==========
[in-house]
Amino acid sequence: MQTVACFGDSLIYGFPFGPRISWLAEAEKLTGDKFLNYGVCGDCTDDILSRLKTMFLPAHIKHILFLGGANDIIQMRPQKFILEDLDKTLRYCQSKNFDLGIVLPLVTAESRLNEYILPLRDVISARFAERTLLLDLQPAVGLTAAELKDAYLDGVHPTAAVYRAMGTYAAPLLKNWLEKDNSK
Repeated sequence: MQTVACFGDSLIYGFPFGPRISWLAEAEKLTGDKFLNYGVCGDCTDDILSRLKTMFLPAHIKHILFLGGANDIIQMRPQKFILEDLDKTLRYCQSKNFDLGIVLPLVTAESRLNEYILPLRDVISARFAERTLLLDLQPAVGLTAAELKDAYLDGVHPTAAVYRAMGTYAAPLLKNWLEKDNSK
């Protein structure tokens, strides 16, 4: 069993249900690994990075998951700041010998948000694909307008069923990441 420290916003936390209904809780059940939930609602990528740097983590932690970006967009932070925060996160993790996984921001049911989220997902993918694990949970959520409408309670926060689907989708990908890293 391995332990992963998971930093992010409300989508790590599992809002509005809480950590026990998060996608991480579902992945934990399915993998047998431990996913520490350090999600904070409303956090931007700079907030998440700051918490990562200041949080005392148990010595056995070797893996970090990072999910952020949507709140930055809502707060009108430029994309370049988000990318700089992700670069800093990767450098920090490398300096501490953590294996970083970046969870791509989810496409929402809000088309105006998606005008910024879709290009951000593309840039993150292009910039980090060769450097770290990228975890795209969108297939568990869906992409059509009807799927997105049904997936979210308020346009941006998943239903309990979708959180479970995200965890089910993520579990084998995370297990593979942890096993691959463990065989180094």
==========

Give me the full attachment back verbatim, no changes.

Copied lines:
[in-house]
Amino acid sequence: MQTVACFGDSLIYGFPFGPRISWLAEAEKLTGDKFLNYGVCGDCTDDILSRLKTMFLPAHIKHILFLGGANDIIQMRPQKFILEDLDKTLRYCQSKNFDLGIVLPLVTAESRLNEYILPLRDVISARFAERTLLLDLQPAVGLTAAELKDAYLDGVHPTAAVYRAMGTYAAPLLKNWLEKDNSK
Repeated sequence: MQTVACFGDSLIYGFPFGPRISWLAEAEKLTGDKFLNYGVCGDCTDDILSRLKTMFLPAHIKHILFLGGANDIIQMRPQKFILEDLDKTLRYCQSKNFDLGIVLPLVTAESRLNEYILPLRDVISARFAERTLLLDLQPAVGLTAAELKDAYLDGVHPTAAVYRAMGTYAAPLLKNWLEKDNSK
């Protein structure tokens, strides 16, 4: 069993249900690994990075998951700041010998948000694909307008069923990441 420290916003936390209904809780059940939930609602990528740097983590932690970006967009932070925060996160993790996984921001049911989220997902993918694990949970959520409408309670926060689907989708990908890293 391995332990992963998971930093992010409300989508790590599992809002509005809480950590026990998060996608991480579902992945934990399915993998047998431990996913520490350090999600904070409303956090931007700079907030998440700051918490990562200041949080005392148990010595056995070797893996970090990072999910952020949507709140930055809502707060009108430029994309370049988000990318700089992700670069800093990767450098920090490398300096501490953590294996970083970046969870791509989810496409929402809000088309105006998606005008910024879709290009951000593309840039993150292009910039980090060769450097770290990228975890795209969108297939568990869906992409059509009807799927997105049904997936979210308020346009941006998943239903309990979708959180479970995200965890089910993520579990084998995370297990593979942890096993691959463990065989180094």